“Later is yet another example of Stephen King’s special ability to tell a story that’s both simple and compelling.”
While on the publicity circuit to promote Later, his new novel, bestselling author Stephen King provided a glimpse into the workings of a fertile creative mind as he described the manner in which the various pieces of this story came together.
His starting point, as he explained in several interviews, is the dilemma faced by literary agent Tia Conklin when her best client, her meal ticket and primary means of avoiding financial ruin, suddenly dies before completing his magnum opus. What could Tia possibly do to stave off disaster?
Okay, then. What if, King supposes, her young son Jamie could talk to the dead? And what if the dead were compelled to answer any questions Jamie asked them? Could the boy communicate with the deceased author to find out how he intended to complete his novel? Would this enable Tia to finish the manuscript in secret, pass it on to the publisher, and rescue herself and Jamie from impending bankruptcy?
At this point in the creative process, King explained, he had progressed from an idea kicking around in his head to a story that he knew would work.
While Stephen King has published over 60 novels, Later is the third title he has written for the Hard Case Crime imprint, following up on The Colorado Kid (2005) and Joyland (2012). And while Hard Case’s primary mission is to reprint old crime fiction classics, supplemented by new original novels from selected authors, it’s understood that King has carte blanche to develop his ideas in whatever direction feels right to him.
As a result, as his young narrator Jamie repeatedly tells us, “this is a horror story.”
And a good one, at that. Jamie Conklin is the latest in King’s roster of young protagonists with special abilities, reaching back to Carrie White (Carrie, 1974), Dannie Torrance (The Shining, 1977), and Charlie McGee (Firestarter, 1980), to name only a few. King enjoys writing from the perspective of troubled young people, and it seems almost therapeutic for author and readers alike when the powers of these vulnerable characters are somehow instrumental in their ultimate vindication in the face of great evil.
Later is told from Jamie’s point of view as he looks back at the past from the lofty perspective of a young adult describing formative events in his childhood. King’s structure, which jumps back and forth a bit along the timeline, is somewhat disjointed as a result of this retrospection, but not fatally so.
King has alternated over the course of his career between third-person and first-person narrators. When he takes the former approach, it has resulted in some excellent work, especially Firestarter, one of his best-written novels, and of course The Shining.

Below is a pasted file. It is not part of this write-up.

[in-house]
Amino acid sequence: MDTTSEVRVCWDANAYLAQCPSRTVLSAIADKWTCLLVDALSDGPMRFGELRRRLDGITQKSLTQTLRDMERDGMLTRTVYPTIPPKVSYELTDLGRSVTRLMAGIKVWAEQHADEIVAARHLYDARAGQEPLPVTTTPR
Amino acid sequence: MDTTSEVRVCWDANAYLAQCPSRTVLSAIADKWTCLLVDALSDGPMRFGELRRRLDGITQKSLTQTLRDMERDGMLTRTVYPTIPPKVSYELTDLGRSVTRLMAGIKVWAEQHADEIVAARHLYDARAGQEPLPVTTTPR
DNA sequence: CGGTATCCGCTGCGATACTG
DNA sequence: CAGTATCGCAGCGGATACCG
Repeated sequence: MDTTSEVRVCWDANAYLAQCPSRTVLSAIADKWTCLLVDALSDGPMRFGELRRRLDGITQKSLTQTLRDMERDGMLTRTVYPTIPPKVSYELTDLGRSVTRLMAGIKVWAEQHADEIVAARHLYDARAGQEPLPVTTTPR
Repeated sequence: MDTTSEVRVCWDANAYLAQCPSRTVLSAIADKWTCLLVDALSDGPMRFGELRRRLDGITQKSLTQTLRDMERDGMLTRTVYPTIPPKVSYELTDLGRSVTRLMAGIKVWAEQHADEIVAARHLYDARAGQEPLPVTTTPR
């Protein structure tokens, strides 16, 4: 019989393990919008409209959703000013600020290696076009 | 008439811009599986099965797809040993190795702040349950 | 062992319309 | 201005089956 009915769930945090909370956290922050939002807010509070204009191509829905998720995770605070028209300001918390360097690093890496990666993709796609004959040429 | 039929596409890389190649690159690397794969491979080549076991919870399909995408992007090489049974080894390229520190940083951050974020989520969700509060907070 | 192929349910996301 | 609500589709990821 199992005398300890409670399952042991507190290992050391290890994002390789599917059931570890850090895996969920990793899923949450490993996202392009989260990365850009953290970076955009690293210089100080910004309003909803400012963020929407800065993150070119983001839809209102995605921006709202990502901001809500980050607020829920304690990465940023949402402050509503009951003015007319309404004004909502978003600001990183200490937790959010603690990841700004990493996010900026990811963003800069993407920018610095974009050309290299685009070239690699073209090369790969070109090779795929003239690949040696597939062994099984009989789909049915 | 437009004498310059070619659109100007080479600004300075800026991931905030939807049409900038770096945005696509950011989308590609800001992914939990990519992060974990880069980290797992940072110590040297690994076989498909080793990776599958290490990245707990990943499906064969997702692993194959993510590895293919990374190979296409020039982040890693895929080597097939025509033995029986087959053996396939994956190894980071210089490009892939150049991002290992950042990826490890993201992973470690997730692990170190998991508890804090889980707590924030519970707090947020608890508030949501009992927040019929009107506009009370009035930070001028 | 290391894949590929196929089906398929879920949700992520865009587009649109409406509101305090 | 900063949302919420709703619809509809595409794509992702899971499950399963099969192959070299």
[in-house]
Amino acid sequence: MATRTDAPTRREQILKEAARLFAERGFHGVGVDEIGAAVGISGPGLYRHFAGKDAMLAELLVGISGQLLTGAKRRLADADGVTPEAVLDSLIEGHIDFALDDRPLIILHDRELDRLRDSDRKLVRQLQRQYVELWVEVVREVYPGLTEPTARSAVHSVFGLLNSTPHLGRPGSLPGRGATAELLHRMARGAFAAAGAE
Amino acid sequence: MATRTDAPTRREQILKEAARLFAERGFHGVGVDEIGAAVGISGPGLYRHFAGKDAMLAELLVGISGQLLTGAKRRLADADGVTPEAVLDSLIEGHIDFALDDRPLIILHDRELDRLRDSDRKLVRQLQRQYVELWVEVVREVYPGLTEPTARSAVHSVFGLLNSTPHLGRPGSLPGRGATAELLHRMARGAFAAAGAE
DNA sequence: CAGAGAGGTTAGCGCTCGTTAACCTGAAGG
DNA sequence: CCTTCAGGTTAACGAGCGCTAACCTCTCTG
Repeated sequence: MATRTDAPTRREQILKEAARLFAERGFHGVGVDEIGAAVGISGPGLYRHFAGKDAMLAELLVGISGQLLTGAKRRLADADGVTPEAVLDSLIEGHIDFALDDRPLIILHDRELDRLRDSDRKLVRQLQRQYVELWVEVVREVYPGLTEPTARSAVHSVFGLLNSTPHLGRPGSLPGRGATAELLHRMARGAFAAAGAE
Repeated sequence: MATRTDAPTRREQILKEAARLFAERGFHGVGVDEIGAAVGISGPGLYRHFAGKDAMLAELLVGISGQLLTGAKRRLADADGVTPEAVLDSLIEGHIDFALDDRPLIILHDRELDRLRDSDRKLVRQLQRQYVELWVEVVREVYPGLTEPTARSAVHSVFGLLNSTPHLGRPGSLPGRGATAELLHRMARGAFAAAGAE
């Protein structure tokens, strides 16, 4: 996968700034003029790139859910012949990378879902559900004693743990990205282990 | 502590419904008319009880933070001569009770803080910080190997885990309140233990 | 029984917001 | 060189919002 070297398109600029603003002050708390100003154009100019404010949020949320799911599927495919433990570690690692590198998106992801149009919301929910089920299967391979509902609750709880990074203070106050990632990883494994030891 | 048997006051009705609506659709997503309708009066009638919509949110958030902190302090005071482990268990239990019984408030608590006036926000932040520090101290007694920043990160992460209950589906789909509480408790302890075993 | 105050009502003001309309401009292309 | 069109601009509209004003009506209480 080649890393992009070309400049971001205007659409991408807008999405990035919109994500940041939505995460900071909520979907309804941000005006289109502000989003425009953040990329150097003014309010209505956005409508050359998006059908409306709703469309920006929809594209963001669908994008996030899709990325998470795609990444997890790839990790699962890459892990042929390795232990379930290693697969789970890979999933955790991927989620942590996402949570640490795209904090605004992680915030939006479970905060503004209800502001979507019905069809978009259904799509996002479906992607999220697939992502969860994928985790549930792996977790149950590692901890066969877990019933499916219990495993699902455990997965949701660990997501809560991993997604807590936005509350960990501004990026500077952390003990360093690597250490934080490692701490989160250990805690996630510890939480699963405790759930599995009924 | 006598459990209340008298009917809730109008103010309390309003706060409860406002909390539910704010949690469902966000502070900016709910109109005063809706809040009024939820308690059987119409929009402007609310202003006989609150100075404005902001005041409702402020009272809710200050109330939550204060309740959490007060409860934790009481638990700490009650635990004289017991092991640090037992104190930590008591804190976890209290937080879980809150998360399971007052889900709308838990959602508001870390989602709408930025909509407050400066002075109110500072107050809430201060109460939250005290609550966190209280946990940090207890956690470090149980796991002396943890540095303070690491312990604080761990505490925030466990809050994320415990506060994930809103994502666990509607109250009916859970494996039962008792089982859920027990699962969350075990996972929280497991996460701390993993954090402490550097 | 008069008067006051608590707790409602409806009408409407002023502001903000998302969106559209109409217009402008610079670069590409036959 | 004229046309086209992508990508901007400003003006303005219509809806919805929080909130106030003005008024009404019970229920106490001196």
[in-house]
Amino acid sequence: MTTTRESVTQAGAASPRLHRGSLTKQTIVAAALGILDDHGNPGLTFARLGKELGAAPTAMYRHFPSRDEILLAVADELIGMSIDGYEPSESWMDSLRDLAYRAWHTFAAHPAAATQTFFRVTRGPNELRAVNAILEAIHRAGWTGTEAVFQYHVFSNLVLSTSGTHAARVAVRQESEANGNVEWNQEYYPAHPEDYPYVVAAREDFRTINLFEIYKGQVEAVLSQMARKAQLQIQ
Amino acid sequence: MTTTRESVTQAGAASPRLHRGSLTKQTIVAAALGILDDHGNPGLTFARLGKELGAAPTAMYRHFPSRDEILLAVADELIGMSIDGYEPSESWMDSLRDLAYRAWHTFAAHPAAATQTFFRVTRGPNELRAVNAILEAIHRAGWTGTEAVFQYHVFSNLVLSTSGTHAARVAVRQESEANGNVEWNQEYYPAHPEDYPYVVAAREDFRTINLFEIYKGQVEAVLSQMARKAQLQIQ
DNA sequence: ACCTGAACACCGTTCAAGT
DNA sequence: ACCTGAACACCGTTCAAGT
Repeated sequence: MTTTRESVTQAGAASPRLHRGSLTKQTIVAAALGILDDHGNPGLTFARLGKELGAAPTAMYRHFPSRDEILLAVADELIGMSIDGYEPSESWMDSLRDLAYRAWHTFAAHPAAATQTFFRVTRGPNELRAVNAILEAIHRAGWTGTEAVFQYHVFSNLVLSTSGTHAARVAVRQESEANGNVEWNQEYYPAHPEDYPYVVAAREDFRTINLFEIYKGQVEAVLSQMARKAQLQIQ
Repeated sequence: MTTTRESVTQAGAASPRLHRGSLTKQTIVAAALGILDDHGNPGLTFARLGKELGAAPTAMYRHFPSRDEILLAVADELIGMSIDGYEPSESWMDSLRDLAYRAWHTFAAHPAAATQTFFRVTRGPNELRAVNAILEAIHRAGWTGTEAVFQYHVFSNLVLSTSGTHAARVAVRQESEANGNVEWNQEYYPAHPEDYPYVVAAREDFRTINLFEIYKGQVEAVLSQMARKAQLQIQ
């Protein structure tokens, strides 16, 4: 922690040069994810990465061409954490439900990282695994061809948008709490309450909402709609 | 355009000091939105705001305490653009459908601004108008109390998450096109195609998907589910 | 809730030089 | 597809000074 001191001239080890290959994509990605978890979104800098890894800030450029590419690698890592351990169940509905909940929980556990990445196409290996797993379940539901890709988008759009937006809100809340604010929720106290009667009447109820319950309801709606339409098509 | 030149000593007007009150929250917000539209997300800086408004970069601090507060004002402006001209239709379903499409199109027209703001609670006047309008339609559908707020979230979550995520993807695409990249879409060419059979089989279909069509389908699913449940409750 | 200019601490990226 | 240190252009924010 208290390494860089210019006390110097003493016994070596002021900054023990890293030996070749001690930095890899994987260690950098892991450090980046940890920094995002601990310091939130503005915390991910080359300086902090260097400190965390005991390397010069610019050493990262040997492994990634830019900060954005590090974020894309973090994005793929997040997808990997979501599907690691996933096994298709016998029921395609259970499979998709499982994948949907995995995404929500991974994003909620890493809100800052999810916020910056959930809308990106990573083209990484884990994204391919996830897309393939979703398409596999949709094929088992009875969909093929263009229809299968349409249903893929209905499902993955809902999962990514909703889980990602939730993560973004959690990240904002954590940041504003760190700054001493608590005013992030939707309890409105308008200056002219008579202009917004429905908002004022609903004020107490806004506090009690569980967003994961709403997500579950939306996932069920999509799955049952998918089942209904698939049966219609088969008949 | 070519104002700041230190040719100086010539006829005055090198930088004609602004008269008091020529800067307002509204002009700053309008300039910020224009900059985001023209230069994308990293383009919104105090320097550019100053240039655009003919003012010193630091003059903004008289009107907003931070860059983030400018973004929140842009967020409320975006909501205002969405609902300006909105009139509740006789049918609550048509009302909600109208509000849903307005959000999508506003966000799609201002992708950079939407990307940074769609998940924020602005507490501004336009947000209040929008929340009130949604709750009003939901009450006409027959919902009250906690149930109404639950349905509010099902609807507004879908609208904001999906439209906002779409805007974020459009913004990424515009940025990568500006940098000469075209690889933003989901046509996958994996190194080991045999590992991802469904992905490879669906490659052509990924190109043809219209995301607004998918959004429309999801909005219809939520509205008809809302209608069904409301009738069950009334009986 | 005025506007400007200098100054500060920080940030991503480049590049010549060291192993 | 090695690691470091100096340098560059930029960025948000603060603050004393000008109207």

However, when he chooses to use a first-person narrator, as he has here in Later, the results are sometimes rather tinny, as he attempts to mimic the voices and thoughts of young people (adolescent males in particular) without really having a good ear for it. The reader must pass through a gauntlet of fart jokes and prurient fascinations—a style unfortunately imitated by many King admirers—in order to get to the good stuff centering on their special abilities and the threat they must face.
Thankfully, Later keeps this kind of thing to a minimum, allowing us to dwell on Jamie’s relationship with his mom, his dislike of her girlfriend (bad cop Liz Dutton), and of course his interactions with the recently deceased. The story’s quite readable in this regard, and Jamie is a very likeable protagonist.
Readers should note as well that Later is not quite a standalone story. While the characters and situations are new, Jamie’s communications with the dead become complicated when he encounters a malevolent being inhabiting a dead person in the form of what he describes as “deadlight,” something “bright and dark at the same time . . . something from outside the world.”
Those familiar with King’s work will recognize this phenomenon as a thread connecting several of his stories, including It, The Dark Tower, and others. In this case, it’s a thread that gives the story added elements of suspense and mystery.
Finally, a review of a Hard Case Crime title is never complete without remarking on the book design, directed here by Max Phillips. Stephen King is known to favor this imprint not only because of its growing library of reprinted classic titles from Erle Stanley Gardner, James M. Cain, and Donald E. Westlake, but also because of the care and attention to detail paid to the look and feel of the book by this publisher.
Later features an original cover painting by Paul Mann, a 40-year veteran of the business whose illustration perfectly captures the atmosphere of a vintage paperback novel. At the same time, the fonts chosen for the interior, and the division of chapters in the middle of a page to minimize white space (as well as printing costs, back in the day), maintain the ambiance of the book throughout.
Later is yet another example of Stephen King’s special ability to tell a story that’s both simple and compelling. Entertaining and thought-provoking, it’s a must-add to your 2021 reading list.